[Solution] Tokitsukaze and Strange Inequality solution codeforces

Tokitsukaze and Strange Inequality solution codeforces – Tokitsukaze has a permutation 𝑝p of length 𝑛n. Recall that a permutation 𝑝p of length 𝑛n is a sequence 𝑝1,𝑝2,,𝑝𝑛p1,p2,…,pn consisting of 𝑛n distinct integers, each of which from 11 to 𝑛n (1𝑝𝑖𝑛1≤pi≤n).

[Solution] Tokitsukaze and Strange Inequality solution codeforces

She wants to know how many different indices tuples [𝑎,𝑏,𝑐,𝑑][a,b,c,d] (1𝑎<𝑏<𝑐<𝑑𝑛1≤a<b<c<d≤n) in this permutation satisfy the following two inequalities:

𝑝𝑎<𝑝𝑐pa<pc and 𝑝𝑏>𝑝𝑑pb>pd.
Note that two tuples [𝑎1,𝑏1,𝑐1,𝑑1][a1,b1,c1,d1] and [𝑎2,𝑏2,𝑐2,𝑑2][a2,b2,c2,d2] are considered to be different if 𝑎1𝑎2a1≠a2 or 𝑏1𝑏2b1≠b2 or 𝑐1𝑐2c1≠c2 or 𝑑1𝑑2d1≠d2.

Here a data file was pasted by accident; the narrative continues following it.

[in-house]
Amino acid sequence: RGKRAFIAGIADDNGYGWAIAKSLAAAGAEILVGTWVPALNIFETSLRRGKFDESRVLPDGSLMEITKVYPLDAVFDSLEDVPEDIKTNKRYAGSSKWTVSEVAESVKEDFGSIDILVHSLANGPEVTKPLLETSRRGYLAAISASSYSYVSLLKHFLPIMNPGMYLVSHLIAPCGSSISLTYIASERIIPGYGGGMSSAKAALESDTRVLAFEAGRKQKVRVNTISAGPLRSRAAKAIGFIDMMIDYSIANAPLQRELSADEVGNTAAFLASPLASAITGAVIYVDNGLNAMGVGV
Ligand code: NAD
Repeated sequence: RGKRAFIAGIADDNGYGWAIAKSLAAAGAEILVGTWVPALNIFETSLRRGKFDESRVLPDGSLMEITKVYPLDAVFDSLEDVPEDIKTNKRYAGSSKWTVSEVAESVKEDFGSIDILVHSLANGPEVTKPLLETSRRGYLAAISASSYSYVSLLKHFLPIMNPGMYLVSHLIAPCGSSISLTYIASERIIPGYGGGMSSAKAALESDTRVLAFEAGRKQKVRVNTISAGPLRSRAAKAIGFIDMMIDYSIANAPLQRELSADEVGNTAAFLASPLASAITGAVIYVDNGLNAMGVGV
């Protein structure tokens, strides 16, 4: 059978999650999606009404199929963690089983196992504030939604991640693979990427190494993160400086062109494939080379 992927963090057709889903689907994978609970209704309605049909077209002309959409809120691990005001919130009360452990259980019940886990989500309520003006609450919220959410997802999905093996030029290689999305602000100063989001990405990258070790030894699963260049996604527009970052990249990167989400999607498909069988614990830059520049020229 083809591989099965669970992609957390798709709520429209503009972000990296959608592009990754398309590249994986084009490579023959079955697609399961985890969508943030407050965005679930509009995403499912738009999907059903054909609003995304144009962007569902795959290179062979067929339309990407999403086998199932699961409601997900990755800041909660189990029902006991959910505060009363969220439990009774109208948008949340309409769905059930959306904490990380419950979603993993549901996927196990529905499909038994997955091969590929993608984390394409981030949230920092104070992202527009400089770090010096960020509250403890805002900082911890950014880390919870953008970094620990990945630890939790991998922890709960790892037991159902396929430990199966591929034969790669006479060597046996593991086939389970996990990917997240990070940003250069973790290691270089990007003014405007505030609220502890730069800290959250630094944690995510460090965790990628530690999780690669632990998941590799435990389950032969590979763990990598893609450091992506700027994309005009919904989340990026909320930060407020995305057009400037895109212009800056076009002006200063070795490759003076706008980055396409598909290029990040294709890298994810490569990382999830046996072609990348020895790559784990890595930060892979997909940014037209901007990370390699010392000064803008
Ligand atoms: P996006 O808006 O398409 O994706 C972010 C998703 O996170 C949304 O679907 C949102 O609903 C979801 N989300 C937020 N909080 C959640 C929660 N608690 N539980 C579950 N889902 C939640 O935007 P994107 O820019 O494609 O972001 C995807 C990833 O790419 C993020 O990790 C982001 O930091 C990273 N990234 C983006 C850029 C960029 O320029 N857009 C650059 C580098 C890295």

Input

The first line contains one integer 𝑡t (1𝑡10001≤t≤1000) — the number of test cases. Each test case consists of two lines.

The first line contains a single integer 𝑛n (4𝑛50004≤n≤5000) — the length of permutation 𝑝p.

The second line contains 𝑛n integers 𝑝1,𝑝2,,𝑝𝑛p1,p2,…,pn (1𝑝𝑖𝑛1≤pi≤n) — the permutation 𝑝p.

It is guaranteed that the sum of 𝑛n over all test cases does not exceed 50005000.

[Solution] Tokitsukaze and Strange Inequality solution codeforces

For each test case, print a single integer — the number of different [𝑎,𝑏,𝑐,𝑑][a,b,c,d] tuples.

Example
input

Copy
3
6
5 3 6 1 4 2
4
1 2 3 4
10
5 1 6 2 8 3 4 10 9 7

[Solution] Tokitsukaze and Strange Inequality solution codeforces

output

Copy
3
0
28
Note

In the first test case, there are 33 different [𝑎,𝑏,𝑐,𝑑][a,b,c,d] tuples.

𝑝1=5p1=5𝑝2=3p2=3𝑝3=6p3=6𝑝4=1p4=1, where 𝑝1<𝑝3p1<p3 and 𝑝2>𝑝4p2>p4 satisfies the inequality, so one of [𝑎,𝑏,𝑐,𝑑][a,b,c,d] tuples is [1,2,3,4][1,2,3,4].

Similarly, other two tuples are [1,2,3,6][1,2,3,6][2,3,5,6][2,3,5,6].

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